Nor is the inadequacy of EU foreign policy a reason to leave. Recently, the EU has been criticised as passive in the face of Russian aggression during the Crimean crisis. Critics have claimed that the EU is too weak and too reliant on Russian oil and gas to impose sanctions. How, then, do these critics expect individual nations to be able make a stand in these situations? If Britain were to leave the EU what feasible action could she could take against Russia alone? The answer is none whatsoever. Yes, the Crimea crisis has revealed the deficiency of EU foreign policy, but the solution lies in greater co-ordination within, not abandonment of the Union.
Finally, UK citizens reap the personal benefits of EU membership. We can work, live and holiday without visas anywhere in the EU. Having lived in a EU country for five years we can obtain the same rights as “native” citizens. We can drive without having to pass a separate test and our health is insured. The well-known ERASMUS programme allows British students to study at universities in EU countries, as over 7,000 went to do in 2008/09, and cross-boarder research projects are also flourishing.
It is clear, then, that membership of the European Union is extremely beneficial, even essential to British interests.
In the Treaty of Rome, which established the EEC, the signatories agreed that they were “determined to lay the foundations of an ever closer union among the peoples of Europe”. The political goals of the supposedly economic European project were clear from the beginning. The EEC was manifestly conceived as merely a step on the road towards a political union. And yet, before the referendum in 1973 Ted Heath dismissed those “who fear that in going into Europe we shall in some way sacrifice independence and sovereignty”, claiming that the only thing British citizens were voting for was a free trade area. The last forty years have consistently undermined the position of those, like Heath, who originally advocated entry. It has become clear that the EU increasingly sacrifices economic logic on the altar of political dogma, just as its founders intended. There could be no clearer reason for a referendum-the purely economic union the UK voted for in 1973 never existed and never will. This conceit also underpins every reason why Britain should leave the EU.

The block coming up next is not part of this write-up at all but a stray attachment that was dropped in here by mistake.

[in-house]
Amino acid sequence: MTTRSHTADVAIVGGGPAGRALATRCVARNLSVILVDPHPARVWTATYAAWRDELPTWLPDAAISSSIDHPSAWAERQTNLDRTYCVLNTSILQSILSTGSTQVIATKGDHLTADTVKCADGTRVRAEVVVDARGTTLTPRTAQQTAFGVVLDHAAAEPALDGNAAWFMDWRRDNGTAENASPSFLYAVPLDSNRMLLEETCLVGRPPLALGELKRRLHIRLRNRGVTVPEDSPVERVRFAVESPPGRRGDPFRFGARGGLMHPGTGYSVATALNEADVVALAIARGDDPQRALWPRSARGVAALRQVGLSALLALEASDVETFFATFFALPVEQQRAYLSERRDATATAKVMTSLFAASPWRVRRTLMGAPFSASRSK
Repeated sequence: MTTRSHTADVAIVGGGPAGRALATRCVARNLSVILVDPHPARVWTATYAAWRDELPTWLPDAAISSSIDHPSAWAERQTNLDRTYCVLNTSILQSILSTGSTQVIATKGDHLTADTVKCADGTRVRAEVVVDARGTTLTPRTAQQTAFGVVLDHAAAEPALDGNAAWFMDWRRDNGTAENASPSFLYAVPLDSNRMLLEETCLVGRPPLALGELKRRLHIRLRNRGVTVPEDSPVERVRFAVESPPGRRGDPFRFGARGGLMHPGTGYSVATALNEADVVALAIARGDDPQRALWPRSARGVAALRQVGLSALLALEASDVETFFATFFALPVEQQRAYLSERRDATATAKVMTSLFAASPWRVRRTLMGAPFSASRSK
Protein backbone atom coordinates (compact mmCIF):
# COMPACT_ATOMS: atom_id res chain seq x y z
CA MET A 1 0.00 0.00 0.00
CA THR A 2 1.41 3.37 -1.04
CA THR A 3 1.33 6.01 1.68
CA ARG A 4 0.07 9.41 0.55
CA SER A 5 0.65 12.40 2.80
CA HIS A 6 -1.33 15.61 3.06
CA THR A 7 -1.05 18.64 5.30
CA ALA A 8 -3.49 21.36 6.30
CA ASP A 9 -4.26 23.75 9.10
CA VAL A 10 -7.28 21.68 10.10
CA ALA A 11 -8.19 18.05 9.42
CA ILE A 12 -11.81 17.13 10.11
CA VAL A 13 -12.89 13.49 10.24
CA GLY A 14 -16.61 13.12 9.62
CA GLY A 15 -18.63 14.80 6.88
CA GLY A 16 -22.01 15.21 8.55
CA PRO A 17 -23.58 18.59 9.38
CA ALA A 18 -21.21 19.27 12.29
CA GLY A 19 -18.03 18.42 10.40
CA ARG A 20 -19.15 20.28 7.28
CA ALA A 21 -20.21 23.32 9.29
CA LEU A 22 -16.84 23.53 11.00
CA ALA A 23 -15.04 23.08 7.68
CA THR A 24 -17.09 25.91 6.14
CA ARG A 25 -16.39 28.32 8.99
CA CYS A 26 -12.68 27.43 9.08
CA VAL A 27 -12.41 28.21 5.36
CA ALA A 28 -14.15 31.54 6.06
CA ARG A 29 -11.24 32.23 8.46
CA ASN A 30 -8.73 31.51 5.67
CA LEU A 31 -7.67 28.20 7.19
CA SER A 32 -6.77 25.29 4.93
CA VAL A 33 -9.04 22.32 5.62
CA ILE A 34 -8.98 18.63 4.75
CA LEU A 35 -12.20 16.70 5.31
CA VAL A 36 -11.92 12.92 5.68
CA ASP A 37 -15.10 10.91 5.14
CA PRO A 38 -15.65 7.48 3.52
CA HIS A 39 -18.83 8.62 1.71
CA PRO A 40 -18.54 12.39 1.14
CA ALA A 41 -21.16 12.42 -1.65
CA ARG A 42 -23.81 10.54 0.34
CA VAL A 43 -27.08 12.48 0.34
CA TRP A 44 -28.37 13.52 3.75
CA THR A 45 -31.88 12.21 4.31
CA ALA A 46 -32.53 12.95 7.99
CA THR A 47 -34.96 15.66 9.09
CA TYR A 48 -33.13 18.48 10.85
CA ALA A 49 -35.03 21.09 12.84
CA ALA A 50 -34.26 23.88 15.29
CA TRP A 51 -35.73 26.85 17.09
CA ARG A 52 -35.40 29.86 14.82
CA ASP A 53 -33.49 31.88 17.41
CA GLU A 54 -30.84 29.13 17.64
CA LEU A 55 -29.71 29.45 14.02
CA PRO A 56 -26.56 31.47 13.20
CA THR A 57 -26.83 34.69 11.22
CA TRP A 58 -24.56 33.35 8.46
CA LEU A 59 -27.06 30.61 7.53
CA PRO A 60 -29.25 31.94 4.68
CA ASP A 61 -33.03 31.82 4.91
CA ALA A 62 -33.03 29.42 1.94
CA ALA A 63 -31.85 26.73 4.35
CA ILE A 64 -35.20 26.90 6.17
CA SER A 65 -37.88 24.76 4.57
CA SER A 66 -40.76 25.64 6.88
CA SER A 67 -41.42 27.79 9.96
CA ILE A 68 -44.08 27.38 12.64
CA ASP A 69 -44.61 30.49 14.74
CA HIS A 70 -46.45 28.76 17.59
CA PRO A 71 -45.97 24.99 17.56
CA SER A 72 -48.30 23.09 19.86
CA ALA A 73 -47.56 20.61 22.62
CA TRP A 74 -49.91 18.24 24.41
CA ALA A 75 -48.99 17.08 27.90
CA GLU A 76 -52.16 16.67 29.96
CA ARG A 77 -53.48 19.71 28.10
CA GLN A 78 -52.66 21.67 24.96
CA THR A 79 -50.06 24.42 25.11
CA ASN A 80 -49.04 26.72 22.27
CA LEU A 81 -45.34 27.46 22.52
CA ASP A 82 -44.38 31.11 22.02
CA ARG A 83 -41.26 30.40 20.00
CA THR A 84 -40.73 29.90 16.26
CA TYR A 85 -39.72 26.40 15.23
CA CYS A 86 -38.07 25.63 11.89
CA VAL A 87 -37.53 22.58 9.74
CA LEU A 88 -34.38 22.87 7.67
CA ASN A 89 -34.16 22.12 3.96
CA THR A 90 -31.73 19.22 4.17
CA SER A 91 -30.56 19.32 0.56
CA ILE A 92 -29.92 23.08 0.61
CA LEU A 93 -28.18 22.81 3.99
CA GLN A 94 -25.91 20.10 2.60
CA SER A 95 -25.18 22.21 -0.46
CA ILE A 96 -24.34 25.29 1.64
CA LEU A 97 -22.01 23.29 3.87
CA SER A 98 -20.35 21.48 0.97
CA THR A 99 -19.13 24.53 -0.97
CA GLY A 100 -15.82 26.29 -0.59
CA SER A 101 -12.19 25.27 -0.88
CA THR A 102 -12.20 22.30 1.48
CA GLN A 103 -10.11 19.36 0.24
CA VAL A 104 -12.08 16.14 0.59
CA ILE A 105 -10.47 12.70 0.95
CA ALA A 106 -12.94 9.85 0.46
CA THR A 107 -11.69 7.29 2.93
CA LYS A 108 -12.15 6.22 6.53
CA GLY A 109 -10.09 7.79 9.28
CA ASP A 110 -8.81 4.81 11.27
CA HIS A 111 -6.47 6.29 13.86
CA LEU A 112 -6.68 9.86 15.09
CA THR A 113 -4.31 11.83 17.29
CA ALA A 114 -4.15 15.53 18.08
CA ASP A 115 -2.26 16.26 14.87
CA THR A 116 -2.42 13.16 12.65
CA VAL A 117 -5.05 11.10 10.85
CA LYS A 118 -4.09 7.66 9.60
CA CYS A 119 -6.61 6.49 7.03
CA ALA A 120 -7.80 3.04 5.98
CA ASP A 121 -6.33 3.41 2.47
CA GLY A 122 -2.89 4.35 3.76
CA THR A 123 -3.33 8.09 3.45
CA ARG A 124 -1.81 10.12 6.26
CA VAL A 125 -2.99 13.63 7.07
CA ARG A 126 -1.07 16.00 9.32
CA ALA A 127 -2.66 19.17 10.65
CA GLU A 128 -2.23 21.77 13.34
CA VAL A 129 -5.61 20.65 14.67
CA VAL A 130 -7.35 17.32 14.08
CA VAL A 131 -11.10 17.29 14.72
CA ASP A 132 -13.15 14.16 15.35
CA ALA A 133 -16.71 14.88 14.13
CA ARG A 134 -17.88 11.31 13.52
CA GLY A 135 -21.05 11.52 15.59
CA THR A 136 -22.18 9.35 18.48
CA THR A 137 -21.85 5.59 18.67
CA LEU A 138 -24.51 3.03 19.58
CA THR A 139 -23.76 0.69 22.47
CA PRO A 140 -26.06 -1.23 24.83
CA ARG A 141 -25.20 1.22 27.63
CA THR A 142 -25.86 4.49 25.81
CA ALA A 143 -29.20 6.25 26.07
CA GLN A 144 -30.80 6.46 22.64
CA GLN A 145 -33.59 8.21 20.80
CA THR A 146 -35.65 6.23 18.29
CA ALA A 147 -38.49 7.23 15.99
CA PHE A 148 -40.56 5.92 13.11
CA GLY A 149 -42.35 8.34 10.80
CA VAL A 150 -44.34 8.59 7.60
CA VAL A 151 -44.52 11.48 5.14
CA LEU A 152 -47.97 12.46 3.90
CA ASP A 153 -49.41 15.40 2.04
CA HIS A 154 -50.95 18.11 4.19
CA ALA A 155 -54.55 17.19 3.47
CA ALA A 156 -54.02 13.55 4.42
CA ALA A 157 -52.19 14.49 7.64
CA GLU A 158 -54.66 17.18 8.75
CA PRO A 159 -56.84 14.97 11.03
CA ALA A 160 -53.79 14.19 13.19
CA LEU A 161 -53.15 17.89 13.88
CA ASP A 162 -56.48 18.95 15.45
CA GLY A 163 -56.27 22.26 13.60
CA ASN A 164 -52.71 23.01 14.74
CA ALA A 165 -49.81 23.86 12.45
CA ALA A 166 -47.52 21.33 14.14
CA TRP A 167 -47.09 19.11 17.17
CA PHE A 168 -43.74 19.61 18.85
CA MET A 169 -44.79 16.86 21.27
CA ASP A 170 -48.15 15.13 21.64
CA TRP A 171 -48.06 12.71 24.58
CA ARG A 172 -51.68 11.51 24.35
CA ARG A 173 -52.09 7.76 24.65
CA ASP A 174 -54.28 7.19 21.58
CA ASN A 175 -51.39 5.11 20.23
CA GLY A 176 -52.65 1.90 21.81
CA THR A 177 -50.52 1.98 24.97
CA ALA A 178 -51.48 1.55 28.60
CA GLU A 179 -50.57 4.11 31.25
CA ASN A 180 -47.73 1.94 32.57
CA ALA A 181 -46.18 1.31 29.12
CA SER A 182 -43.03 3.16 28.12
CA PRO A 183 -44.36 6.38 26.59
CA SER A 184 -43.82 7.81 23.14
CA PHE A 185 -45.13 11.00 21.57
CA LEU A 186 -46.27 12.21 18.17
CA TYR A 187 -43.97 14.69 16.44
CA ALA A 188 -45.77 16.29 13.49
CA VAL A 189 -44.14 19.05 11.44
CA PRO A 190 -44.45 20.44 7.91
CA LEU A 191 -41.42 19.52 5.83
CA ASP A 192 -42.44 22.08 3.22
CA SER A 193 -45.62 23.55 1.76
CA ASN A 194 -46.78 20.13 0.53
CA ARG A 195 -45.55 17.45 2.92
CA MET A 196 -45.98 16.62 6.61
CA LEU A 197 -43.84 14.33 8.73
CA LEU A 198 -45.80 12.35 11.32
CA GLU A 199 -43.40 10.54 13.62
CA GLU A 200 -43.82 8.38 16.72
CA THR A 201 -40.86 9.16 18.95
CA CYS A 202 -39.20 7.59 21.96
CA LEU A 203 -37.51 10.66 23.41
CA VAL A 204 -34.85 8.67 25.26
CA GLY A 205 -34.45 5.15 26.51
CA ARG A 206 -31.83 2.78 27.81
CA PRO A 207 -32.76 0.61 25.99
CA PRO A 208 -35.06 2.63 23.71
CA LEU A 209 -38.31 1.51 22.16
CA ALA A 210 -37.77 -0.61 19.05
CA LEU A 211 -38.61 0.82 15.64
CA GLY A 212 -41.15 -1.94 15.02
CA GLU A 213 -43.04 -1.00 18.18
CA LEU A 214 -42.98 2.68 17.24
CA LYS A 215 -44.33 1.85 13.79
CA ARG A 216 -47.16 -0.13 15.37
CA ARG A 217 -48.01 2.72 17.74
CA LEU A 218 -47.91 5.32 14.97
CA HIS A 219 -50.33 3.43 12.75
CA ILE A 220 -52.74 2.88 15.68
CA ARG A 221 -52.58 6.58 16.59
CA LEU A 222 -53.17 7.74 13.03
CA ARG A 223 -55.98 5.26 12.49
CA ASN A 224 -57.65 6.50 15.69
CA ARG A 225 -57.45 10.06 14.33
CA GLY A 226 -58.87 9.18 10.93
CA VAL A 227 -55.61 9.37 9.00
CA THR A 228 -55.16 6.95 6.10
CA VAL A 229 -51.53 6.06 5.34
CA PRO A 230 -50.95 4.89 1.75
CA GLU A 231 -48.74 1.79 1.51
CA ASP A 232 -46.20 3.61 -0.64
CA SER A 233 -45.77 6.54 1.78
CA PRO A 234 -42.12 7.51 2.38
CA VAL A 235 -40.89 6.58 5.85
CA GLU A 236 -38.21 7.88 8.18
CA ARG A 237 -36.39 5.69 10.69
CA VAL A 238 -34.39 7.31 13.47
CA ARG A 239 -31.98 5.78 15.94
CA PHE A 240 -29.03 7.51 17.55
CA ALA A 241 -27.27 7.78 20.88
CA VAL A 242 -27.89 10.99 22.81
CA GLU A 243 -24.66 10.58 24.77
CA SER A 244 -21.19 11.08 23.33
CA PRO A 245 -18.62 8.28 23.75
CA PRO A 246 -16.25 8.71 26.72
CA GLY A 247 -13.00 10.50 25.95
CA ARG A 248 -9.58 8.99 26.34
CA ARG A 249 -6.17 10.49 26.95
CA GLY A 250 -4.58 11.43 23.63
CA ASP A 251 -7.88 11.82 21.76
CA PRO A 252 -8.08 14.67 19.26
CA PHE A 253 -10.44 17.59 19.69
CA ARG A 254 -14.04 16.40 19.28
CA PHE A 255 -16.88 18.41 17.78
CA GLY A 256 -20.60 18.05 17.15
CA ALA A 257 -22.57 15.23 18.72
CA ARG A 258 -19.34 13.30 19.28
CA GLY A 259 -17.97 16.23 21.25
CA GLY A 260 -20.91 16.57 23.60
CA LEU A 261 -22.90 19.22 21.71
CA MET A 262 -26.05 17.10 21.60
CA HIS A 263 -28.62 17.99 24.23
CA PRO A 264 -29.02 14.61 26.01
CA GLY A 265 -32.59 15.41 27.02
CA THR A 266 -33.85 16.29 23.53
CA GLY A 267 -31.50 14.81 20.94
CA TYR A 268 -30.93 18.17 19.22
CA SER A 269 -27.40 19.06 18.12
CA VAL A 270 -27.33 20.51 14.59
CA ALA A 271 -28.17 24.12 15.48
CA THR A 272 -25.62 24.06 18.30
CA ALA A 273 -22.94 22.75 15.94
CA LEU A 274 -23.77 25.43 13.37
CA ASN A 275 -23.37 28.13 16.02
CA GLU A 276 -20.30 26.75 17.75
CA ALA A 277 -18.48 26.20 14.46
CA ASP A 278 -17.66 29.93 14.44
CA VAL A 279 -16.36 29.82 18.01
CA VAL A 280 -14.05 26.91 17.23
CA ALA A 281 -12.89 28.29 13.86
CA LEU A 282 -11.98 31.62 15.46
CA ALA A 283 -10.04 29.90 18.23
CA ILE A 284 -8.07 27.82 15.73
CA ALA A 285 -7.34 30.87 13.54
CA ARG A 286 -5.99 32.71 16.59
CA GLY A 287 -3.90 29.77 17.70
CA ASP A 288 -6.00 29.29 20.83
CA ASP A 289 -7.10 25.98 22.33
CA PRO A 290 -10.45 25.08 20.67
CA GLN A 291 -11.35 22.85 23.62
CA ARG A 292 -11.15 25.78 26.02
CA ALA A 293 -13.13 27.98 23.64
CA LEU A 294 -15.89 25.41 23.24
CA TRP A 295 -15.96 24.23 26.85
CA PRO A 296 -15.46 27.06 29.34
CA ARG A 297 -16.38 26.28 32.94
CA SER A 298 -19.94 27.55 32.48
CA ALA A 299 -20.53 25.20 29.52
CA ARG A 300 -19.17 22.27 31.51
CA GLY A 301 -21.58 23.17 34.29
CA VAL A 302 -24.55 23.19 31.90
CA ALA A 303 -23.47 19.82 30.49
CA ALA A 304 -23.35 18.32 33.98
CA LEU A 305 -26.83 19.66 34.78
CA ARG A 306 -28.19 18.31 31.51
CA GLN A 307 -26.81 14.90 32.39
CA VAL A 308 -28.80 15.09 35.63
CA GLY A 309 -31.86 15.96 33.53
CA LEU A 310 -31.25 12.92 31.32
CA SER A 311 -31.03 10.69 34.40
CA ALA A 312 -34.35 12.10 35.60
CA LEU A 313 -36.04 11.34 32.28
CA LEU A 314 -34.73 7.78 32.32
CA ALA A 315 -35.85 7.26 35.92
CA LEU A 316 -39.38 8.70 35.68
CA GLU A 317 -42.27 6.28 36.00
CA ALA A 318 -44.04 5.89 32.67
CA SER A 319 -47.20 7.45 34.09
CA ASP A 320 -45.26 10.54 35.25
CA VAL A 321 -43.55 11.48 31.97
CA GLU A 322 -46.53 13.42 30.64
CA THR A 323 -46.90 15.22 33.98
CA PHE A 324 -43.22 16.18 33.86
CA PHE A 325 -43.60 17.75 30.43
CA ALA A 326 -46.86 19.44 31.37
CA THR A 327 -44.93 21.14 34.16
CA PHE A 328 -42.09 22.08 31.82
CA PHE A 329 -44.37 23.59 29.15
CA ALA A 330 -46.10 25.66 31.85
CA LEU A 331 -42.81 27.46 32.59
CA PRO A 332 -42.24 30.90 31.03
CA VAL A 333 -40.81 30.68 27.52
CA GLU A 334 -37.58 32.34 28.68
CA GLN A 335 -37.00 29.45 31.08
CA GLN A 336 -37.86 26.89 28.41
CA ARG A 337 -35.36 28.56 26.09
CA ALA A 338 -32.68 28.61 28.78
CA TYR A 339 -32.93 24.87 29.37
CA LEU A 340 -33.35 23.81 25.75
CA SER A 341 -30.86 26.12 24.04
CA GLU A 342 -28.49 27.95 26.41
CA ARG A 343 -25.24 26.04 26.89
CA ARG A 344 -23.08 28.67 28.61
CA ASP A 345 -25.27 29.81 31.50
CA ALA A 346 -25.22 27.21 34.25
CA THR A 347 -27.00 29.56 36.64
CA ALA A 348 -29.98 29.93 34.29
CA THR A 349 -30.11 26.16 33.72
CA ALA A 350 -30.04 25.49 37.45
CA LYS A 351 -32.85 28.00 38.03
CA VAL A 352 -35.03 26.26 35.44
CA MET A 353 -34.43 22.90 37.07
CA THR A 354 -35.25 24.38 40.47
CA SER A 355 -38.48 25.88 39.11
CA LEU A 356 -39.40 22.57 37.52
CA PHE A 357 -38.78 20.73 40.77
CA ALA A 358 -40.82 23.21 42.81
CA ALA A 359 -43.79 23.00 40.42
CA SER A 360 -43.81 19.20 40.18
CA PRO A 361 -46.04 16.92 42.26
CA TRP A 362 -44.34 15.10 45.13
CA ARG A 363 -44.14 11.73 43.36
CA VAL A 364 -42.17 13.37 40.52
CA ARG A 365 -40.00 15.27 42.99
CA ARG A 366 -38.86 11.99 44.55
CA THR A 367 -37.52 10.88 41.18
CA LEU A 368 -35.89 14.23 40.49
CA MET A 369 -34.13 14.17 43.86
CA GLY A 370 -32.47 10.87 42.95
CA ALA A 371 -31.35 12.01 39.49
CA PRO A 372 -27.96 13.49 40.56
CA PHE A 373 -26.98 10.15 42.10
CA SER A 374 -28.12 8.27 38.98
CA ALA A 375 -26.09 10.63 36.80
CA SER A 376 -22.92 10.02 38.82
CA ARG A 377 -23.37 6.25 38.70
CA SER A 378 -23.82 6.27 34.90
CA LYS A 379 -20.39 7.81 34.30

It has often been argued that the economic cost of leaving would be fatal. Sacrifices in sovereignty are justified by economic necessity. Nick Clegg declared that “we get more clout rather than less by being part of this big economic superpower”, being able to negotiate larger trade deals as part of a larger trading bloc. In reality, the loss of Britain’s ability to make bilateral trade deals has not led to more profitable, freer trade. It had to abandon its historic trade links with the Anglosphere, and with them uncountable further trade deals that could have been sealed across the world. Free trade agreements (FTAs) are common in the rest of the world. In 2005 America and Australia negotiated one. Much has been made of the recent negotiations between America and the EU in pursuit of an FTA, even though Britain could have had one with America years ago, just like Australia, an independent nation. We can draw a contrast between these two different models of FTA negotiation. The bilateral approach produces results and reinforces ties between sovereign nations. What better way is there of showing Britain’s wider engagement with the developing world than an FTA with perhaps India? The extended negotiations between the USA and the EU have taken far too long to come to fruition and are still bogged down by the conflicting priorities of member states. It is startling that the negotiations have been at times rancorous because of the concerns of the heavily subsidised French film industry. In 1973, the links with the EEA seemed sensible as Europe’s economy was outperforming the commonwealth and America. After Britain gained entry, however, the oil crises of the late 1970s crippled Europe and the continent has continued to stagnate while the rest of the world has moved on.